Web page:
Giving voice to the land and water in the greater Minnesota River Valley
Congress moves forward with expanded organization team on options for organizing a unified and inclusive basin-wide group
In nature, we hear the voice of water when waves lap the shore, when a stream gurgles around rocks or gushes over a falls, or in winter when cracking ice booms.
Except for the rustle of leaves or grass, the land surrounding the water is mostly silent. Yet it can mold the water, in direction and in health.
In the Minnesota River Valley, the land, soil and water also have a voice from people who use them, people who care about protecting and improving natural resources, and using them in a sustainable manner.
People organizing to do so in the greater Minnesota River valley moved forward at the second Minnesota River congress Oct. 30 in New Ulm. More than 100 people discussed ideas from previous meetings, and voted on a list of organizing options that would encompass the entire river basin – nearly 15,000 square miles in southern Minnesota.
The most votes went to developing a new organization, composed of representatives from the 13 major watersheds that comprise the basin. The idea of using an existing not-for-profit organization placed second.
In an area larger than eight states, and with a population size similar to either of the Dakotas, the challenge is daunting, “…and the people living in it can have widely differing interests,” stated an article in the Mankato Free Press on Nov. 2 following the second congress.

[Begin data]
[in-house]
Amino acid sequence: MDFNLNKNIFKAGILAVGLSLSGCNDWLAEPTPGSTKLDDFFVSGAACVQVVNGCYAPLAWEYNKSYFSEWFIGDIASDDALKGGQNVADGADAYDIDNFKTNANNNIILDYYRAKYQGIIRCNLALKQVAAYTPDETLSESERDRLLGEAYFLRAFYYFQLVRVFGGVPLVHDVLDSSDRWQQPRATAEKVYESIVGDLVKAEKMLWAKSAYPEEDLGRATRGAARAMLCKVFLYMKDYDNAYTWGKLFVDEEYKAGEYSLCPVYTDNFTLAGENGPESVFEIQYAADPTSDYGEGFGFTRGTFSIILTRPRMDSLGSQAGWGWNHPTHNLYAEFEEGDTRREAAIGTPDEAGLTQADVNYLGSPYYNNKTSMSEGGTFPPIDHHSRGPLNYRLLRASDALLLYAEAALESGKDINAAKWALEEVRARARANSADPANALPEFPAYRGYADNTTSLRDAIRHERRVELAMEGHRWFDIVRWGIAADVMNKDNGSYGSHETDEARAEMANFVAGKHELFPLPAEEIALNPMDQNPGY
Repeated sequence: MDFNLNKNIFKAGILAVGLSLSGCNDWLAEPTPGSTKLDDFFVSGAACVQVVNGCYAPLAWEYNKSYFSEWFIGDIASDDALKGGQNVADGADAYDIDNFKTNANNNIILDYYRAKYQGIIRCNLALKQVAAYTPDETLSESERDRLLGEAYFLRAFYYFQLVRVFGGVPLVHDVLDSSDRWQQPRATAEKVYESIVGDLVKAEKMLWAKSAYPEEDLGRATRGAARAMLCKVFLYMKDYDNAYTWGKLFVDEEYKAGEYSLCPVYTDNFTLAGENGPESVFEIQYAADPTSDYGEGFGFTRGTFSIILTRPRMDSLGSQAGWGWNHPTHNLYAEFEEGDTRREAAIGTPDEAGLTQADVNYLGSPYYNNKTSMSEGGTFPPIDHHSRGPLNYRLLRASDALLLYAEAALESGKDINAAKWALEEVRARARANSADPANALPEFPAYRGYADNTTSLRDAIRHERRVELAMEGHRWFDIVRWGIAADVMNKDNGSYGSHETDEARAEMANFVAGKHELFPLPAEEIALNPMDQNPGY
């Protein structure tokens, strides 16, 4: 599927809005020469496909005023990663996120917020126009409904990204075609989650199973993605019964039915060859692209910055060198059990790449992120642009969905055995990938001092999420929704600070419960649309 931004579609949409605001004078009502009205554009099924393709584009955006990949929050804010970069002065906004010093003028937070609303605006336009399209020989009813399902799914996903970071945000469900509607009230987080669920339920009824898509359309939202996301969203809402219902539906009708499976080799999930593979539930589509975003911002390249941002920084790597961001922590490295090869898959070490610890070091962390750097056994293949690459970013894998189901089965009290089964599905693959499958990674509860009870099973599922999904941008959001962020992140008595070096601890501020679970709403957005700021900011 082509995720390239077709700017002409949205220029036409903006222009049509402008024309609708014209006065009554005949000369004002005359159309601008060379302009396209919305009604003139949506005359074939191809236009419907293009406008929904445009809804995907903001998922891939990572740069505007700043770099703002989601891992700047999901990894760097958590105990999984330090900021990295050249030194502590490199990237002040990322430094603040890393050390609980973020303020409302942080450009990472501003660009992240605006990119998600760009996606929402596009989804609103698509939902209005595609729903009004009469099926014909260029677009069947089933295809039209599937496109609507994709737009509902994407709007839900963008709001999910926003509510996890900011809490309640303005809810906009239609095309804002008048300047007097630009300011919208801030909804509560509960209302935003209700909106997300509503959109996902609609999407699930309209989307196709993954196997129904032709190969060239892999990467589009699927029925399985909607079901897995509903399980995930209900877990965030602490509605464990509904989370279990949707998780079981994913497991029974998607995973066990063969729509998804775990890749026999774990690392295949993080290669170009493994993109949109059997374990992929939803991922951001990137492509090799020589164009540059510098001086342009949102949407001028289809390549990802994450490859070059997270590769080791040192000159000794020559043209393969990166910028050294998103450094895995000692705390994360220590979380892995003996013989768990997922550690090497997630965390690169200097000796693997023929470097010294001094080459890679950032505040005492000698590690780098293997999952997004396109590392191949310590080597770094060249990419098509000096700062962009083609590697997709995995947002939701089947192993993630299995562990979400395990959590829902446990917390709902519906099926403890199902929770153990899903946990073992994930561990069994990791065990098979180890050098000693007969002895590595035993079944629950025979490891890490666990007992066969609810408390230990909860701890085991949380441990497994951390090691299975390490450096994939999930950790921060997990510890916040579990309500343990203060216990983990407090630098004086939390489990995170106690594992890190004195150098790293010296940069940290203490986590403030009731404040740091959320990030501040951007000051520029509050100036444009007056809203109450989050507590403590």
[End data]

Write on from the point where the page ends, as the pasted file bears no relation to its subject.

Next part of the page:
But after review and analysis of meetings so far, “it’s very apparent that a majority of people want to move forward in this process, and would prefer to build a new organization or use an existing one,” says Scott Sparlin, of the Coalition for a Clean Minnesota River.
Placing third and fourth in voting, respectively, were shifting the Minnesota River Watershed Alliance from an informal group to an authorized not-for-profit organization, and reviving the recommendations from the former Minnesota River Board through a new or existing entity.
“The goal is to create some type of citizen-led, basin-wide, and effective entity to assist, but not compete with, existing organizations already working to improve the natural and economic vitality of the greater Minnesota River valley,” Sparlin says. “The next phase will occur at a third congress sometime in March or April.”
At the second congress, "we asked people to rank the top themes that had emerged from the first congress (June 19) and six listening sessions and why they listed them," says Sparlin. "Then we asked about scenarios for structure and who should be represented. We also asked for new organizing team members and got a lot of positive response."
About two dozen people have volunteered to participate in small groups working on components of organization or collaboration. These could include soliciting membership, defining projects, public relations, and education, according to Sparlin. A meeting to develop components of the organization structure and potential projects is being planned for late January.
Details of the potential organization structures, themes from past meetings, and planning committee members will be posted on the Minnesota River Watershed Alliance webpage: www.watershedalliance.blogspot.com/.
A list of virtually all public and private organizations with interests in the Minnesota River basin can be found on Minnesota State University-Mankato’s Minnesota River Basin Data Center webpage, under the ‘Make a difference’ tab: http://mrbdc.mnsu.edu/.
Organization team volunteers: Warren Formo, Natalie Warren, Forrest Peterson, Brad Cobb, Cathi Fouchi, Ted Suss, Linda Meschke, Bob Finley, Doug Malchow, Peggy Kreber, Kim Musser, Jessica Nelson, Lee Sundmark, Nancy Spooner Mueller, Ron Bolduan, Rylee Main, Apollo Lammers, Dick Peterson, Beth Markhart, Mark Bosacker, Scott Sparlin, Mark Dittrich, Patrick Moore, Shannon Carpenter.